Josh Allin: How did I become involved in ocean sciences?

Me aboard the RV Celtic Explorer with seismic survey equipment (2013)
Me aboard the RV Celtic Explorer with seismic survey equipment (2013)

Hi, I’m Josh and I’ll be one the facilitators here on the Exploring our Oceans MOOC.
My journey into Earth and ocean sciences began at A level Geography, where I became interested in physical geography and geology. This led me to undertake a Bachelor of Science (B.Sc) degree in Earth science at University College Cork. While at UCC I studied many different disciplines of Earth science, including oceanography, geology, climatology and palaeontology. As part of the degree we got to visit loads of interesting places, and even went as far as the sunny south of Greece, where we some saw exceptional geology and some ancient Greek ruins from nearly 3000 years ago. The degree was great fun and Cork is a fantastic place to study science.

Me on Svalbard in the high Arctic, on a field course at UNIS (2014)
Me on Svalbard in the high Arctic, on a field course at UNIS (2014)
Ancient Greek ruins near Corinth (2013)
Ancient Greek ruins near Corinth (2011)
In the lab at the British Sediment Core Research Facility - BOSCORF, NOC (2013)
In the lab at the British Sediment Core Research Facility – BOSCORF, NOC (2013)

This degree led me into a Masters (M.Sc) degree at Trinity College, Dublin focussing on environmental sciences. This degree encompassed aspects of coastal and estuarine science, hydrology, environmental chemistry and environmental change. My M.Sc thesis involved the study of marine geology and geochemistry, as well as marine micropalaeontology, to better understand the dynamics of marine sedimentation from glaciated margins along the west coast of Ireland. For the the residential field trip we got to spend a week in the sun near Faro in Portugal, where we visited coastal, estuarine, and lagoon environments. We even got to tear across the lagoon in a powerboat

Panorama of the Italian Appenines - A great place to study marine geology (2013)
Panorama of the Italian Appenines – A great place to study marine geology (2013)
Powerboat sailing in a lagoon near Praia de Faro, Portugal (2012)
Powerboat sailing in a lagoon near Praia de Faro, Portugal (2012)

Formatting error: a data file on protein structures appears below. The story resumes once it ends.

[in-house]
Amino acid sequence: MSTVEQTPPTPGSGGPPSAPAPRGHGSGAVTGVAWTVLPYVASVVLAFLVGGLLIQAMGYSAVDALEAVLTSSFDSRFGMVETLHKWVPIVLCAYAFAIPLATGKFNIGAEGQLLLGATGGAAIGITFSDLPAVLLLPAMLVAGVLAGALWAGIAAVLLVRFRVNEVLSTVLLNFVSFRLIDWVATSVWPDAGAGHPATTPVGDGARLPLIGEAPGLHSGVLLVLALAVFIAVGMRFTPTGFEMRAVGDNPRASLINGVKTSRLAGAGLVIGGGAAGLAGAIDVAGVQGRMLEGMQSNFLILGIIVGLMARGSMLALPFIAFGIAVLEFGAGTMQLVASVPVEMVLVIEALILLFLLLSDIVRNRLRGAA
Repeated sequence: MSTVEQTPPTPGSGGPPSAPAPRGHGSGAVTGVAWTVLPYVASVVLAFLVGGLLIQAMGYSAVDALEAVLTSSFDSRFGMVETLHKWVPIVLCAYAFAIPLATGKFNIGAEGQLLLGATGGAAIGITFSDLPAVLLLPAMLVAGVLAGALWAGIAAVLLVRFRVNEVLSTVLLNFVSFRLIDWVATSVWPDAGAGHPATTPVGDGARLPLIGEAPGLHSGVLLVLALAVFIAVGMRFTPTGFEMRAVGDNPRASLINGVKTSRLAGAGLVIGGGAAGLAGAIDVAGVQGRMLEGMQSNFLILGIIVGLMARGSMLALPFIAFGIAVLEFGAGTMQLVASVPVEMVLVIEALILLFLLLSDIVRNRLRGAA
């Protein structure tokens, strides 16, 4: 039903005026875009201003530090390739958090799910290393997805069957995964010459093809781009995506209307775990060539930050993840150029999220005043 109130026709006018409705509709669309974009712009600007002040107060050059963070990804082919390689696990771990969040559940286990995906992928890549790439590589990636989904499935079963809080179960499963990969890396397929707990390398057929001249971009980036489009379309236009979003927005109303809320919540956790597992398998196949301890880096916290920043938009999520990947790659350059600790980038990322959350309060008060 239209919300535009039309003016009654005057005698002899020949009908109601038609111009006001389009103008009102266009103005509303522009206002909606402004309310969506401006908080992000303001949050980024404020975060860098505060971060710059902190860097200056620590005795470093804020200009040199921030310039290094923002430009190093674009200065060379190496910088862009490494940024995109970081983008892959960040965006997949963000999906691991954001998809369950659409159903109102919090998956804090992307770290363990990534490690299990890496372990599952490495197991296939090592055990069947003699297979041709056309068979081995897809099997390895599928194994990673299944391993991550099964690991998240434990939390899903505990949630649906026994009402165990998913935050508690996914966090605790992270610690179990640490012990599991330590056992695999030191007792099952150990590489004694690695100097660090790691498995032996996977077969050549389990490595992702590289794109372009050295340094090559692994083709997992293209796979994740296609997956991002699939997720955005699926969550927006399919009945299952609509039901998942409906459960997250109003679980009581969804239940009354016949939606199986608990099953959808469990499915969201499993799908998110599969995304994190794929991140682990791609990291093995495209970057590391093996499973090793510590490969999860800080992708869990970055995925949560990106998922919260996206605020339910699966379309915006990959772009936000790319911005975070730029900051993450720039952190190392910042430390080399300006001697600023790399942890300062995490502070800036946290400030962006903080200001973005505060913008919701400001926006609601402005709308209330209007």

A sea arch near the Burren, Co. Clare, Ireland (2011)
A sea arch near the Burren, Co. Clare, Ireland (2011)
At the Corinth Canal in Greece as part of final year research (2011)
At the Corinth Canal in Greece as part of final year research (2011)

Following on from my masters, I gained a NERC funded Ph.D position here at the National Oceanography Centre (NOC) in Southampton, focussing on marine geology and submarine geohazards. My research evaluates the frequency of large submarine landslides within open slope and submarine canyon settings, and the role of climate and glacial cycles in the triggering of these landslides. My research has taken me to Norway, Italy, Spain, The Netherlands, The Arctic, The Irish Sea and to the North Atlantic aboard the research vessels Celtic Explorer and Pelagia. Oceanographic research is an exciting field with many opportunities for excursions and exploration. I hope you enjoy the course as much as we do.

The research vessel Pelagia. Our home for the July 2014 cruise to the North Atlantic
The research vessel Pelagia. Our home for the July 2014 cruise to the North Atlantic (Netherlands, 2014)
Me with the science crew aboard the Pelagia in the North Atlantic (2014)
Me with the science crew aboard the Pelagia in the North Atlantic (2014)
All kitted out in survival suits for the boat rip from Isfjord Radio to Longyearbyen, Svalbard.
All kitted out in survival suits for the boat trip from Isfjord Radio to Longyearbyen, Svalbard (2014)

 

Leave a Reply

Your email address will not be published. Required fields are marked *